Whisky tasting is the analysis of whisky through visual examination, taste and aroma. Whisky tastings are often conducted in groups of people, either for reference purposes or as a social activity.
The generally accepted industry standard for whisky tasting glasses is shaped like an elongated sherry glass, with a stubby stem. The most famous of these is the Glencairn whisky glass.
Although there need not be any formal structure to a whisky tasting, more often than not the process will be broken down into the following stages.
Throughout the tasting process notes may be taken for future reference, or for publication. These will often be separated into notes on the nose, palate and finish. Tasting notes might be literal, such as a hint of TCP. They may also be more emotive, for example, someone might suggest that the nose of a whisky reminds them of their grandfather's old study, invoking musty books, leather and possibly tobacco aromas.
The whisky glass is held at a 45 degree angle, often against a white wall or ceiling, to give a clear view through the spirit. The depth of colour may give clues as to the age of the whisky, the maturation that the spirit has had, whether or not it has been chill filtered and whether or not any artificial colours have been added.
Next the whisky is swirled, so that it rises up the edges of the glass, and allowed to settle. The spirit will leave legs on the side of the glass. The thickness of the legs and the length of time they persist for will give clues as to the ABV of the spirit.
The spirit is sniffed so that the aroma (nose) can be examined. Depending on the strength of the spirit being analysed, it is advisable not to put the nose too far into the glass and inhale too deeply at first, in case of burning from the fumes. Once comfortable with the strength of the spirit, it's typical to take deep sniffs of the spirit with the mouth open, which has the effect of opening up the palate and making it easier to detect aromas.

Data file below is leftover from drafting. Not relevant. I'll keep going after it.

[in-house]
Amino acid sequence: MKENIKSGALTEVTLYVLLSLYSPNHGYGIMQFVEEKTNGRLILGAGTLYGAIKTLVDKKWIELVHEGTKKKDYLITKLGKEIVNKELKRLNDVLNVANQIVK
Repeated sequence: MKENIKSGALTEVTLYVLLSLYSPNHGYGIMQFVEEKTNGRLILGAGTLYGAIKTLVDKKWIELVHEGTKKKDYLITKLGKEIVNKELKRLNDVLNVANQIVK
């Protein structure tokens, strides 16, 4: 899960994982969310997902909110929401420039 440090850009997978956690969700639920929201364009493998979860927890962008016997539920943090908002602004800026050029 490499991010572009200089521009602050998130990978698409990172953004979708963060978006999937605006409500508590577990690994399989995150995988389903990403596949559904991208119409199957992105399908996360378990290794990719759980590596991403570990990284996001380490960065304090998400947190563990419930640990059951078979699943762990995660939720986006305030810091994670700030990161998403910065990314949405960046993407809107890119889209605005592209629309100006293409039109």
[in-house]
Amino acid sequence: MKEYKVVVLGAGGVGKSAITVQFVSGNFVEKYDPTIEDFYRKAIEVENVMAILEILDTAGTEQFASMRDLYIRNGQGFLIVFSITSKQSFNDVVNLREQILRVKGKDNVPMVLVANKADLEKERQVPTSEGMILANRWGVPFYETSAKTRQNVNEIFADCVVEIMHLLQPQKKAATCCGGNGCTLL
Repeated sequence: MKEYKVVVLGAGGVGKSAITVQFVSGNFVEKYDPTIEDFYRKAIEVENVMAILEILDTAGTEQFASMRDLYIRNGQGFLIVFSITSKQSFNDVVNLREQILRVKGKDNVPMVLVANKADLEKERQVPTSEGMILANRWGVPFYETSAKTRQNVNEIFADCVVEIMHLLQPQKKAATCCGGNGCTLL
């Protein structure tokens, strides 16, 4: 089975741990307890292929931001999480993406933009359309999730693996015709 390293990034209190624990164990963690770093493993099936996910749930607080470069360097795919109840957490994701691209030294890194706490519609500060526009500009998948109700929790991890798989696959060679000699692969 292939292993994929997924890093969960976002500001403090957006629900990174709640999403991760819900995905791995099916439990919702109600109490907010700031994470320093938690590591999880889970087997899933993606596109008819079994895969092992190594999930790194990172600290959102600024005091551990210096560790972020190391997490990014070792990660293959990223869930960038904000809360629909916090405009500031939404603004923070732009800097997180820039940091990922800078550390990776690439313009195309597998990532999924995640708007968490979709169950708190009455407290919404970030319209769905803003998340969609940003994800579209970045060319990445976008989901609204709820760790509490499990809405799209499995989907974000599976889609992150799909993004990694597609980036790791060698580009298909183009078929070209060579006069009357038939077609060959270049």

The whisky is tasted, often a little at first, and then in larger amounts and with the spirit being moved around the tongue.
The flavour of the whisky will linger on the palate and will change over time as the flavour decays in the mouth.
Optionally, the entire process will be repeated with a small amount of water, which changes the flavour profile of the spirit.
There are several publishers of tasting notes, including the following.
- Jim, Murray (2013). Jim Murray's Whisky Bible 2013. Dram Good Books Ltd. ISBN 978-0955472978.
- Michael, Jackson (2010). Malt Whisky Companion 6th Edition. Dorling Kindersley. ISBN 978-1405319669.
- Ian, Buxton (2013). 101 Whiskies to Try Before You Die. Hachette Scotland. ISBN 978-0755360833.
- "How to taste whisky". Retrieved 2013-05-13.